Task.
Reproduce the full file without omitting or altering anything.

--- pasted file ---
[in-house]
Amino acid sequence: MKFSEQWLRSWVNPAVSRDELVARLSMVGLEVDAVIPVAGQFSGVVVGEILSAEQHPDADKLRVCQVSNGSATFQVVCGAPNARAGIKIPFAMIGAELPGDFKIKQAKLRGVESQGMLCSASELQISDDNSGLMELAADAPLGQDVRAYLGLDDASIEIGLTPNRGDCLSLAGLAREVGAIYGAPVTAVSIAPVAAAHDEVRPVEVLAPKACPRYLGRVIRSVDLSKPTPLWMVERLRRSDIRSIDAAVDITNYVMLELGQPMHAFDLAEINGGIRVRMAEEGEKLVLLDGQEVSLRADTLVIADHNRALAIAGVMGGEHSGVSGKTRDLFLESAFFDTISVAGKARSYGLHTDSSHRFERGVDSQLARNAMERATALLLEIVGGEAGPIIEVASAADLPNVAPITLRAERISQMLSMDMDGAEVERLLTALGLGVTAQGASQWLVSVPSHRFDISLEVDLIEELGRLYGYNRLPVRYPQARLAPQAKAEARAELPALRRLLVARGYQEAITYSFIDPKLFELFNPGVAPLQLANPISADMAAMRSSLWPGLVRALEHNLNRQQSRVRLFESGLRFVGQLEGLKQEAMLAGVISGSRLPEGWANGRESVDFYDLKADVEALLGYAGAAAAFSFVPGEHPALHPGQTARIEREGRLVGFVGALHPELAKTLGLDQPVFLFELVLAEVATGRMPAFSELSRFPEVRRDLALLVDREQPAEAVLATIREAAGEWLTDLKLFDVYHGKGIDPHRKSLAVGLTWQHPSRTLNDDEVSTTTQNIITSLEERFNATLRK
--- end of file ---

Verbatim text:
[in-house]
Amino acid sequence: MKFSEQWLRSWVNPAVSRDELVARLSMVGLEVDAVIPVAGQFSGVVVGEILSAEQHPDADKLRVCQVSNGSATFQVVCGAPNARAGIKIPFAMIGAELPGDFKIKQAKLRGVESQGMLCSASELQISDDNSGLMELAADAPLGQDVRAYLGLDDASIEIGLTPNRGDCLSLAGLAREVGAIYGAPVTAVSIAPVAAAHDEVRPVEVLAPKACPRYLGRVIRSVDLSKPTPLWMVERLRRSDIRSIDAAVDITNYVMLELGQPMHAFDLAEINGGIRVRMAEEGEKLVLLDGQEVSLRADTLVIADHNRALAIAGVMGGEHSGVSGKTRDLFLESAFFDTISVAGKARSYGLHTDSSHRFERGVDSQLARNAMERATALLLEIVGGEAGPIIEVASAADLPNVAPITLRAERISQMLSMDMDGAEVERLLTALGLGVTAQGASQWLVSVPSHRFDISLEVDLIEELGRLYGYNRLPVRYPQARLAPQAKAEARAELPALRRLLVARGYQEAITYSFIDPKLFELFNPGVAPLQLANPISADMAAMRSSLWPGLVRALEHNLNRQQSRVRLFESGLRFVGQLEGLKQEAMLAGVISGSRLPEGWANGRESVDFYDLKADVEALLGYAGAAAAFSFVPGEHPALHPGQTARIEREGRLVGFVGALHPELAKTLGLDQPVFLFELVLAEVATGRMPAFSELSRFPEVRRDLALLVDREQPAEAVLATIREAAGEWLTDLKLFDVYHGKGIDPHRKSLAVGLTWQHPSRTLNDDEVSTTTQNIITSLEERFNATLRK